This abundant wildflower (or weed if you prefer) populates fields and lines roadways in the summer and brings a delicate grace to the countryside. It’s name alone intrigues me, and I often turn my camera to focus on it. I photographed the bloom (above) the other day in a farm field. Below is a photograph I made six years ago, when I found a patch of queen anne’s lace elevated in status to a formal garden.
Tall grasses brushed by a breeze, a cloud-streaked sky and the march of a fence line into the distance coalesced into a perfect infrared landscape.
The sky was dramatic, but I needed a foreground. The grasses were nice of course, but the dandelions made it happen.
This happy mix of tulips and daffodils is transformed by the infrared-converted camera, and then of course, tweaked to emulate the infrared film I used to favor years ago. But why the need to “improve” on Mother Nature? In deference to the natural beauty coaxed from this combination by an able gardener, I offer below a less adulterated version.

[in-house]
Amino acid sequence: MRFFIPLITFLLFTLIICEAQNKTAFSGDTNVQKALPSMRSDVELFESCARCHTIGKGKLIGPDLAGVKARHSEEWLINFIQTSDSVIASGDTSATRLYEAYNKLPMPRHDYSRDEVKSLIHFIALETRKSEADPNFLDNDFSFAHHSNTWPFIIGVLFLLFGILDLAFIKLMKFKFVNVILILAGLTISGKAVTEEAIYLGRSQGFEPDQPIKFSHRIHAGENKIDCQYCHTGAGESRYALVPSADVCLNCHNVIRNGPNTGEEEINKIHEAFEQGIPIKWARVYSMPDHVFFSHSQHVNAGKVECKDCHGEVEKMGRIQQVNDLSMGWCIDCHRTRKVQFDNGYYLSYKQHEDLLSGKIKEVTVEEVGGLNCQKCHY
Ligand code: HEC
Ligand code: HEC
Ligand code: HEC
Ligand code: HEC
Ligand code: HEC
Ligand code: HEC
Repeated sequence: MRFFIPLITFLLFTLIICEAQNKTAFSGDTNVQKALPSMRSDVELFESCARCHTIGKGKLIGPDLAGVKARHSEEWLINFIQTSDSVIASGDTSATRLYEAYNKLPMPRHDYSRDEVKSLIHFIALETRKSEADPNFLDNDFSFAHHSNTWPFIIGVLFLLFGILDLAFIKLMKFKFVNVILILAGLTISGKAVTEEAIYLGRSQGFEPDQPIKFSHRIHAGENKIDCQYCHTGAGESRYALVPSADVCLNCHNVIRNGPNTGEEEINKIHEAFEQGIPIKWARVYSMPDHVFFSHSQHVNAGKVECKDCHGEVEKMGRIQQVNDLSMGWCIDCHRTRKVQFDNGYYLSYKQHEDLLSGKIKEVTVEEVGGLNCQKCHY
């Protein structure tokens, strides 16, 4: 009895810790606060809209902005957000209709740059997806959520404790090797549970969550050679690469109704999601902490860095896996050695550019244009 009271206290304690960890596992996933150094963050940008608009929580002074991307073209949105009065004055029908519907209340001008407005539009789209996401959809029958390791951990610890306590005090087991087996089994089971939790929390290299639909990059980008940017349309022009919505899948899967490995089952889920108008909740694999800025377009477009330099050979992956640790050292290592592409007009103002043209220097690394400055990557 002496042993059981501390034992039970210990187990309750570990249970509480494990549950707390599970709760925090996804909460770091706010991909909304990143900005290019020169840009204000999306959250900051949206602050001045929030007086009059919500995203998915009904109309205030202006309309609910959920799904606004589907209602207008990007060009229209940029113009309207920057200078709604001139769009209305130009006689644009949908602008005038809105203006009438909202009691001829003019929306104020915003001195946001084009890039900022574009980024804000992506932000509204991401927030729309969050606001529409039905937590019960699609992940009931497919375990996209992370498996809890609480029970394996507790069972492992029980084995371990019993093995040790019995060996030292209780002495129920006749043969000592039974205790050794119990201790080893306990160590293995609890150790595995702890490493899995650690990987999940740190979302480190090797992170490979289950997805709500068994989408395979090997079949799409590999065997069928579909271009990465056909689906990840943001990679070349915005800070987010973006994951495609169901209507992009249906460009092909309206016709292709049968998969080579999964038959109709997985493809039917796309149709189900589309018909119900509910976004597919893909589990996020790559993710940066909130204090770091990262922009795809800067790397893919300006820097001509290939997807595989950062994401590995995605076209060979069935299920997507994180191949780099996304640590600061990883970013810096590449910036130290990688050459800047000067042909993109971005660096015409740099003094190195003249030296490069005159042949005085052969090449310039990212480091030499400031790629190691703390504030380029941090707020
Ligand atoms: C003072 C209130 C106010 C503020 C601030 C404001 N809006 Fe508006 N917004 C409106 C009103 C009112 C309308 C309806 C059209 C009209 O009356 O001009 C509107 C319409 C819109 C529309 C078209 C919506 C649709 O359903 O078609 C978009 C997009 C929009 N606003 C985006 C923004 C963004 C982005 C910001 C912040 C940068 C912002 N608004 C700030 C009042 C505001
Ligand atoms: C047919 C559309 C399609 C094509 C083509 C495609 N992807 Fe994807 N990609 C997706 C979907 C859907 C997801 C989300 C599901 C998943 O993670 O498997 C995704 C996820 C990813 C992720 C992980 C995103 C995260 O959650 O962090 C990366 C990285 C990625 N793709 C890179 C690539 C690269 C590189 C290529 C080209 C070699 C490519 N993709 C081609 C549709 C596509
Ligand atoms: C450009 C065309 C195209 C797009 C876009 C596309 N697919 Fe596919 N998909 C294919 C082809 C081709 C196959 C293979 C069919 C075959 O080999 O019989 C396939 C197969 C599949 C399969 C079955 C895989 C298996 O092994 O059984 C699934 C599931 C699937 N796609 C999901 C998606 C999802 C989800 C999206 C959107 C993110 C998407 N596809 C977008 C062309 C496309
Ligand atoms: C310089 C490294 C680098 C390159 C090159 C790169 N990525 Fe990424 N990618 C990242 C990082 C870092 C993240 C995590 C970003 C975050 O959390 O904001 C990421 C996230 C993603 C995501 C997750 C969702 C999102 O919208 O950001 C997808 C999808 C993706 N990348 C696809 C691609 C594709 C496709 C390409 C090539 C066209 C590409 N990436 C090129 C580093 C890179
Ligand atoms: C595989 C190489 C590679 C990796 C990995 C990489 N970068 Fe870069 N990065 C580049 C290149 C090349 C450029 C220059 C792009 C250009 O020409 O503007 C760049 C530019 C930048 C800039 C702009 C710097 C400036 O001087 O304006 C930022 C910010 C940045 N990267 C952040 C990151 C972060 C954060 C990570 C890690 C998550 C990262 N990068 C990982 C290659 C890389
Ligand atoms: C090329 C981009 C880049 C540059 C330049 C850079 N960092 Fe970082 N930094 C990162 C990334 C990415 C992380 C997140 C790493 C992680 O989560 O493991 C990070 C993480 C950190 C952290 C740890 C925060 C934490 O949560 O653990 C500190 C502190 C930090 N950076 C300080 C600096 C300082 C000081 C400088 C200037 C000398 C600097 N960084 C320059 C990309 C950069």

The forecast was for thunder storms, and the forecast was correct. Moments after this image was made, the downpour began.
The juxtaposition of power lines and a classic New England church steeple offered an opportunity for a graphic study. The late afternoon sun highlighting the edge of the steeple prompted me to make the shot.
I am out walking in town most days now, and I always carry a camera to make a casual record. For a photographer, there is an advantage to being on foot. You are forced to take the time to look for the picture in the scene you’re passing. And there’s no need to find a place to stop the car to get the shot!